I have a memory of Thanksgiving from my childhood: My uncle and his son, who was about 15 at the time, came over to have dinner with me and my parents. My 8-year-old self tried really hard to “play” with my older cousin – I remember us sitting on the floor rolling a ball back and forth under the coffee table – but he wasn’t’ really interested and I wasn’t really interested and it went down as one of the most boring Thanksgivings in history.
Then there was the one where all the sinks backed up and we couldn’t cook until the plumber came.
And the one where the dog got sick and threw up all over the house and we ended the night in the veterinary emergency room.
And, when i was a little older, the one where I just gave up on participating and spent the day watching an X-Files marathon on FX.
No, Thanksgiving didn’t really “click” for me until I stopped spending it at my parents’ house. I had just moved to Chicago one October and got a retail job, so being away for Black Friday was not happening. “But the store’s closed on Thanksgiving,” my co-worker said. “What are you going to do for dinner?”
“Come over to my house. We’re having a bunch of people. It’s all orphans like us – people who can’t go home.” And then he drew me a map to his house, and we discovered he lived around the corner from me.
That became Thanksgiving #1 – and they made a tur-duck-in (a chicken stuffed in a duck stuffed in a turkey), and we drank, and played games, and for the first time I felt both like I belonged at the table and that there was something to be thankful for. We had 4 more “Orphans Thanksgivings” in Chicago:
Thanksgiving #2: “Litte things” – where all the foods were “appetizer sized”
Thanksgiving #3: Deep-fried turkey and circus wine… I’m told the turkey, which they fried on the back porch, was delicious, but the wine – several bottles named after circus performers, like “tightrope walker” and “strong man” was my favorite.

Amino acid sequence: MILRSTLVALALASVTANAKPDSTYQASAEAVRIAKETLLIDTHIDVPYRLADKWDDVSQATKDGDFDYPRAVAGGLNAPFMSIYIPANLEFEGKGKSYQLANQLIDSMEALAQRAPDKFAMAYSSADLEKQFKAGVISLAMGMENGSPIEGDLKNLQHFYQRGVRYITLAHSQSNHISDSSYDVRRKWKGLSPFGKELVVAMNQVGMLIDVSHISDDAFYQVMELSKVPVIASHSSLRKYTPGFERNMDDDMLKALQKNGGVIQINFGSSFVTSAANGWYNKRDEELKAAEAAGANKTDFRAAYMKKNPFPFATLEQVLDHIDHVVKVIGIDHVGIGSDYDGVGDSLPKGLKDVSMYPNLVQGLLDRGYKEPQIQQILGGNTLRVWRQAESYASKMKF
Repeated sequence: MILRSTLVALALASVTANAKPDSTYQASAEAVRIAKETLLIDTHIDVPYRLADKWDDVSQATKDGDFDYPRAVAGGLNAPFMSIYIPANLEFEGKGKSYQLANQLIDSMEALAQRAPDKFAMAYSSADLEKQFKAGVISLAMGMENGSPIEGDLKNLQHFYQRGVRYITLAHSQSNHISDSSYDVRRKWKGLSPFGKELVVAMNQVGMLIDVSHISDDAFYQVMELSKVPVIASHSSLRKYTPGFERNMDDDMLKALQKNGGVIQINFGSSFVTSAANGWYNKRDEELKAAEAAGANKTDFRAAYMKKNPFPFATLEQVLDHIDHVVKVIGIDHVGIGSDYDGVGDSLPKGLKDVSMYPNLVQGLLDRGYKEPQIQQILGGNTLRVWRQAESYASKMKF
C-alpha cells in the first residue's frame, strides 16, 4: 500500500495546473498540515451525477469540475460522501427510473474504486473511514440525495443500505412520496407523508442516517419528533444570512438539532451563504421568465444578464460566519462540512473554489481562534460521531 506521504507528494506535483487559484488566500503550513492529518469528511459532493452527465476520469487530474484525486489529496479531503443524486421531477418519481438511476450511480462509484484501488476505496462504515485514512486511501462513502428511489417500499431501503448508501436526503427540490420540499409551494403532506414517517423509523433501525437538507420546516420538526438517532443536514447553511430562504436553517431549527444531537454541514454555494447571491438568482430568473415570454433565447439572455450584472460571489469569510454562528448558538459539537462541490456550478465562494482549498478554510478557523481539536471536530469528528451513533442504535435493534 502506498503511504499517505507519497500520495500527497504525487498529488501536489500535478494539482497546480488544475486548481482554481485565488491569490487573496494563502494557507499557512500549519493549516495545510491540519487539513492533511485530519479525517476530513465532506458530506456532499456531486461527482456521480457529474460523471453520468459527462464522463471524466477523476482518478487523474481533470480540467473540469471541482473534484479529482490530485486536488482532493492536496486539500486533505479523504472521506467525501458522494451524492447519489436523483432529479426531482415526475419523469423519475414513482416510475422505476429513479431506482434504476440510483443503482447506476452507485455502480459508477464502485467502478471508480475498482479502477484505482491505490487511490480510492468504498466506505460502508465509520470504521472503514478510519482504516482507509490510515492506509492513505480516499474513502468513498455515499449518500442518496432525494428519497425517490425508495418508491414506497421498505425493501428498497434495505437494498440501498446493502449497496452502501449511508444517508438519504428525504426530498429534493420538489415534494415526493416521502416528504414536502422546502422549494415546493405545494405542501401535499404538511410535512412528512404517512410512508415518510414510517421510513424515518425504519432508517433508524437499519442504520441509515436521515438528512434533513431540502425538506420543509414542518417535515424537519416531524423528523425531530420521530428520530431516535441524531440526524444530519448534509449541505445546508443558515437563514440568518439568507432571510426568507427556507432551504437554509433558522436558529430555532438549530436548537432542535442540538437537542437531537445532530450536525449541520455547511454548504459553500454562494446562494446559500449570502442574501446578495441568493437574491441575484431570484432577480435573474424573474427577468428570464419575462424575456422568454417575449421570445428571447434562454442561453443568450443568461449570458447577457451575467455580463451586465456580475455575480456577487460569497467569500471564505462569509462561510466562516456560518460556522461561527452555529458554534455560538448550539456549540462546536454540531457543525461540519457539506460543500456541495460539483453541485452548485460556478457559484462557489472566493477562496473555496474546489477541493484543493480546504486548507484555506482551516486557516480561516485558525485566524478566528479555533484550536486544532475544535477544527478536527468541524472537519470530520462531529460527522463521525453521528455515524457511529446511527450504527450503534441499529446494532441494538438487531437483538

Thanksgiving #4: “Orange foods” – carrot stuffing, cheese soup, mashed sweet potatoes… we got our vitamin A that year
Thanksgiving #5: “Thanksgiving comes early” – celebrated in September due to extenuating circumstances.
That year, after pulling together an entire Thanksgiving dinner in September, I was not willing to prepare and host another dinner in November. I mentioned this to my co-worker, who over the years had transitioned from co-worker to actual friend, and he agreed. “Come to my parents’ house,” he said. “That’s what I’m doing this year.”
I was skeptical. After years away from my own parents’ house I wasn’t sure I was willing to spend the holiday with anyone’s parents. It seemed like backtracking. But here’s what happened:
I met my friend at his house after he finished work. By the time we had dinner and got ready, it was late – after 10pm. We started driving the 3 hours, stopping for coffee at my favorite place, Tim Hortons. We passed tiny upstate towns with gazebos already lit with Christmas lights. He showed me the “landmarks” along the way – particular stores, streets with funny names. We listened to music and sang. When we got there, after midnight, we tiptoed in and I got assigned a room next to the wood-burning stove that heated the house – warm and cozy. Dinner was cooked for us – for the first time in years I wasn’t responsible for anything. The parade was on TV, and then Lifetime movies. At least 10 other family members showed up, all bearing dishes of food. Instantly I was part of the family. And nothing bad happened.
Next week will be year 3 of this new tradition. I look forward to it with a sense of calmness. It feels like it has always been this way, and I like that. The other Thanksgivings have faded, like all memories do with time, and I’ve adopted a forgiveness for the ones that had seemed to unbearable. I drive on Wednesday, hoping for coffee at Tim Hortons.